Jing Liu brings to life the history of China in his series, Understanding China Through Comics. With Donald Trump’s focus on China, with no signs of letting up, it is a perfect time to gain a better understanding of a very misunderstood country. It was a pleasure to review the first volume in this series. You can read that here. For this second volume, Liu proceeds where he left off and focuses on the periods of division and unification in Imperial China. The full title is, “Division to Unification in Imperial China (vol. 2): The Three Kingdoms to the Tang Dynasty (220–907),” published by Stone Bridge Press. But don’t let the long title intimidate you. This is a highly accessible work tailored to fast learning while also very entertaining.
There is much to marvel over with Liu’s book. As a cartoonist myself, I fully appreciate the balancing act that Liu had to negotiate in order to have the facts make sense in a comics format. It is often believed that the only path for a work in comics or a graphic novel is brevity. You should only insert a limited number of words in those word balloons and text boxes, so the rule goes. However, that all depends. Liu presents everything in a very clean and visually appealing style and has managed to up his word count as needed.
The story of China is one of many regions vying for control and Liu is up to the task of showing us all the machinations. With great clarity, Liu reveals all the moving parts involved and reintroduces key facts as the story unfolds. Liu employs a number of time-saving devices, primarily he makes good use of all his digital options: fonts, pre-made borders for his panels, word balloons, and such. And, in an uncanny way, his art style compliments this more compact approach. It is a relatively spare style but not without a beauty and flourish running throughout in the spirit of manga. He’s managed to hold back enough in order to mix well with the flow of characters and events. You will not only learn about battles and wars, you will learn about the evolution of Chinese culture and spirituality. For instance, Liu provides a wonderful comparison and contrast to the Tao and Buddhist belief systems.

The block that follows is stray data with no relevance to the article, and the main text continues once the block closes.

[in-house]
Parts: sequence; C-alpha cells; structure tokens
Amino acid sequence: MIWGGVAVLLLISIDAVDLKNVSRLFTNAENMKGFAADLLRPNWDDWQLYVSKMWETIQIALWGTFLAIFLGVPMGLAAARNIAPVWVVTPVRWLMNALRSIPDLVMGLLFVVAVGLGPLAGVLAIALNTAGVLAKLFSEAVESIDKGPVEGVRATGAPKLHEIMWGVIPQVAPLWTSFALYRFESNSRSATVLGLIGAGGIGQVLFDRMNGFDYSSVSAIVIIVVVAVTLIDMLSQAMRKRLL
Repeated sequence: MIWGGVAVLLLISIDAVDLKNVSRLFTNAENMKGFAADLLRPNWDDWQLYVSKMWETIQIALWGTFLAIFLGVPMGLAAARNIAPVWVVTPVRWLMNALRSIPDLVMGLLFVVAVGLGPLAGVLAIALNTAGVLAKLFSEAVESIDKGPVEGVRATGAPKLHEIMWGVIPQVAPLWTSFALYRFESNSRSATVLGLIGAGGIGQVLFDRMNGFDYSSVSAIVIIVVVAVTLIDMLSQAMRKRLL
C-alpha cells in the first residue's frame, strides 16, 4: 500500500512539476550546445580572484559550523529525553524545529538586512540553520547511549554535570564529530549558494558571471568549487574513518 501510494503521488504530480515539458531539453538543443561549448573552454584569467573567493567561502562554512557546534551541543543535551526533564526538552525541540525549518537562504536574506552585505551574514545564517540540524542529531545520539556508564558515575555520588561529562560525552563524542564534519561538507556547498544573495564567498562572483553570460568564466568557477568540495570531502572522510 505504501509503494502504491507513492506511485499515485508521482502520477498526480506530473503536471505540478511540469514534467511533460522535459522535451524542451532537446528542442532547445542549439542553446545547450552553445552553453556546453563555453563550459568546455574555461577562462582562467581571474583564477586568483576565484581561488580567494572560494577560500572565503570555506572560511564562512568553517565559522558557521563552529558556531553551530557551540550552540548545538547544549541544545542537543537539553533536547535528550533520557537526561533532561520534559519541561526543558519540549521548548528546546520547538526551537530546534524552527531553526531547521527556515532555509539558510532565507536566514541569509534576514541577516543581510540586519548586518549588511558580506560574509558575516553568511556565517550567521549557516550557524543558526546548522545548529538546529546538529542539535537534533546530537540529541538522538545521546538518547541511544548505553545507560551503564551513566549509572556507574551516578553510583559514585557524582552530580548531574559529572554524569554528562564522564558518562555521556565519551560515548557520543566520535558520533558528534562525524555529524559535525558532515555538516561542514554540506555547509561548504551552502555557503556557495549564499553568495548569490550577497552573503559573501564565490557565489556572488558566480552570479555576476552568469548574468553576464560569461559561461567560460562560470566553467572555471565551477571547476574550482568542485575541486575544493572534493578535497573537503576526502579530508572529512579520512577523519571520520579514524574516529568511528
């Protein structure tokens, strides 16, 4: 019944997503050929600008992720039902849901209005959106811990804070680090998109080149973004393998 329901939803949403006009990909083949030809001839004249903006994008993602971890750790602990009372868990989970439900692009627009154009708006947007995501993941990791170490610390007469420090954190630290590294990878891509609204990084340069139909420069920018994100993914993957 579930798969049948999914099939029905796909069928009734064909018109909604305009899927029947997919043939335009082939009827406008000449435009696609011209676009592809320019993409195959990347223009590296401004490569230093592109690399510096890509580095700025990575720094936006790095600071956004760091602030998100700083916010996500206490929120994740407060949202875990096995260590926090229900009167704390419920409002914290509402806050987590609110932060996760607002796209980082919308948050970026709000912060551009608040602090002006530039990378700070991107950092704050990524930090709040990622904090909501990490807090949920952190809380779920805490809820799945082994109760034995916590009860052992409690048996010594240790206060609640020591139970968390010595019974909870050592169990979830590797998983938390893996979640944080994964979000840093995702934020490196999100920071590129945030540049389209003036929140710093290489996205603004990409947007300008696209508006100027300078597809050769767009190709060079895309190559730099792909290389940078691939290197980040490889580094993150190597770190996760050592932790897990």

Liu presents us with cycles of history, the rise and fall of dynasties. And we come to see the patterns and how they relate to current history. We see the perpetual struggle between the rich and the poor, the strong and the weak. But we never tire of such a narrative. First, dynasties prospered. Then they grew corrupt. Finally, they fell and gave way to other dynasties. Liu shows us both the good, the bad, and the in-between. One example that sticks with me falls squarely in the bad column: there was a time when wealthy aristocrats thought nothing of commissioning miles and miles of screens made of silk just so they could pass through them and greet each other. Now, there’s some One Percent decadence for you!
“Division to Unification in Imperial China” is a 166-page book, published by Stone Bridge Press. For more details, and how to purchase, visit Stone Bridge Press right here.